In 2022, fans and movie audiences were asked to embrace yet another interpretation of a live-action version of DC Comics’ venerable Dark Knight.
Considering its now blockbuster status, director Matt Reeves’ noirish crime thriller has apparently struck a pop culture chord as The Batman (Warner Bros. Home Entertainment, not rated, 2.39:1 aspect ratio, 115 minutes, $39.99) continues to ascend the ranks of worldwide domination and saturation as it moves from theaters and HBO Max to now the ultra-high definition disc format.
In the bleak tale, a Halloween night murder introduces the Batman (Robert Pattinson) to audiences. Two years into his suicidal vigilante spree to clean up a festering crime plague in Gotham City, Bruce Wayne’s alter ego works closely and often side-by-side with police Detective James Gordon (Jeffrey Wright).
And, he’s not just the Batman, he’s “vengeance.”
After a mysterious killer nicknamed the Riddler (Paul Dano at his most unstable) begins slaughtering public officials, even boldly leaving notes for the Batman at crime scenes, our gritty hero goes on a hunt to unravel a conspiracy at the highest levels, even touching his family, that has kept Gotham in a cesspool of corruption.
Mr. Pattinson does no harm to the cultural icon and offers the most brooding of all. He’s not a muscle-bound, growling brute but lithe, almost sickly, and wearing the latest version of the urban combat-style suit. Hiding in the shadows, he is a sullen, bruised and hardened young man, speaking with fists, despite his keen investigative intellect.
Mr. Reeve’s interpretation of the mythos also allows for the villains to equal the Batman in psychotic charm.
The Riddler dressed in fatigues and an olive-green leather combat mask, and not green leotards and mask, is a serial-killing, torture-loving sadist obsessed with uncovering the sins of Gotham and inspired by the Batman.
The Penguin (an unrecognizable Colin Farrell) acts as premier stooge to crime boss Carmine Falcone (John Turturro), hardened by a life on the streets, he’s a wise guy of the Sopranos variety and stupidly fearing nothing.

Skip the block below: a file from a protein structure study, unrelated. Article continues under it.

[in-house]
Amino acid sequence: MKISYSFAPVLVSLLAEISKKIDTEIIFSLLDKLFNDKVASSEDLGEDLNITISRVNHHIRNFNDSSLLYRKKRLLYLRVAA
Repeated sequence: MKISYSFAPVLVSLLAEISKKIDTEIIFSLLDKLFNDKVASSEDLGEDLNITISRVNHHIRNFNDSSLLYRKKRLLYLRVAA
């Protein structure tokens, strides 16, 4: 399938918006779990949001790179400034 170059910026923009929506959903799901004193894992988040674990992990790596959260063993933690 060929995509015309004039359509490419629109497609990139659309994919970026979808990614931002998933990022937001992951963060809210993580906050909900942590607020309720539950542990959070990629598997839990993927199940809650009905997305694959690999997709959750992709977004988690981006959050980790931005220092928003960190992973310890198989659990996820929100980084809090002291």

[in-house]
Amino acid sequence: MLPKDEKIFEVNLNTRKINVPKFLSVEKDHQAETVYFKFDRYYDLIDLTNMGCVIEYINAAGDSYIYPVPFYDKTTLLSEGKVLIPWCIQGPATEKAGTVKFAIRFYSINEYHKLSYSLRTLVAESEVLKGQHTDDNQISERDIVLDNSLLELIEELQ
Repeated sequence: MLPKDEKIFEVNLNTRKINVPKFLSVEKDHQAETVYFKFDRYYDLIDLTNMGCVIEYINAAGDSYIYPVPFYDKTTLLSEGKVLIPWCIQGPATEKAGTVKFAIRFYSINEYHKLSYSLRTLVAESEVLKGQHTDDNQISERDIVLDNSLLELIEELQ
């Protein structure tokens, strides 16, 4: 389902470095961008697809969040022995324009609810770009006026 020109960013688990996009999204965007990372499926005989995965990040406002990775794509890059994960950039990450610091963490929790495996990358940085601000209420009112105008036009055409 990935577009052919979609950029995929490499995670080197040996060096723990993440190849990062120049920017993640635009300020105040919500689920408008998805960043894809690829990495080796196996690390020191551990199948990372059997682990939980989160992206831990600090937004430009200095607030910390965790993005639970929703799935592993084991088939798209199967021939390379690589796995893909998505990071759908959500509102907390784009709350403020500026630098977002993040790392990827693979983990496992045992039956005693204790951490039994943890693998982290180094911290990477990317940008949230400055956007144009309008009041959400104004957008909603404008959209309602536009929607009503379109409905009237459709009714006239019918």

And, Catwoman (Zoe Kravitz) has more to do than steal as she obsessively looks to avenge the murder of a friend while finding an unusual attraction to the Caped Crusader.
All glued together with hard-boiled grit, “The Batman” is a crime thriller as much as a mystery packed with emotional angst and drama. It nearly ascends to Christopher Nolan’s urban trilogy of the hero while gloriously embracing some of the darker elements of the Bat’s 80-year history.
4K in action: The 4K source medium transfer with high dynamic range enhancements brings Mr. Reeves and cinematographer Greig Fraser’s murky and sometimes dreamlike visual presentation to potent life.
Scenes and action that often run in darkness and dissolve into the shadows with a skyline lit by the ominous bat signal stay true to the artist’s gloomy vision but remain detailed throughout.
Rain, fog and misted windows obscure but artistically enhance scenes while the visual pops are relegated to the fiery explosions from gunfire, bombs and crashing vehicles.
Moments to visually relish find the Batman escaping the entire police force by jumping off a building and flying like a fruit bat and then crumpling down to the streets of the city, or the hero using a red flare to lead a pack of people to safety.
One quality moment has the silhouettes of Batman and Catwoman on the roof of a building under construction as they stand in front of a Gotham sunset.
Best extras: First, viewers get an almost hourlong production diary starting with the early shooting in January 2020 that has Mr. Reeves and the crew discussing how to make this Batman different — ultimately tapping into Bob Kane and Bill Finger’s 1930s-style hero and Frank Miller’s Year One mini-series — to end up with a detective story plunged into multi-flavored noir styles.
Mixed between specific days on the set coverage are topics such as using comic book examples for visual references; exploring the design of the latest Batsuit and its weapons; villains’ motivations; dealing with the COVID-19 shutdown; shooting in Liverpool; designing a virtual Gotham City; and flooding a city.
Next, an additional nine featurettes (an almost an hour’s worth of content) cover building from the ground up a super-powered street rod version of the Batmobile; the realistic make-up design that transformed Mr. Farrell as the Penguin; creating the Batsuit and gadgets; and spotlights on Catwoman and the Riddler. All segments are supplemented with Mr. Reeves’ insight and words from key cast and crew.
Finally, the disc offers a pair of deleted scenes with commentary by the director. The most important being the introduction of the criminally insane individual who would become the Joker.
Mr. Reeve describes his Clown Prince of Crime as a man with a degenerative skin disease distorting his face and view of life while adding a permanent maniacal smile, loosely based on actor Conrad Veidt’s performance in “The Man Who Laughs.”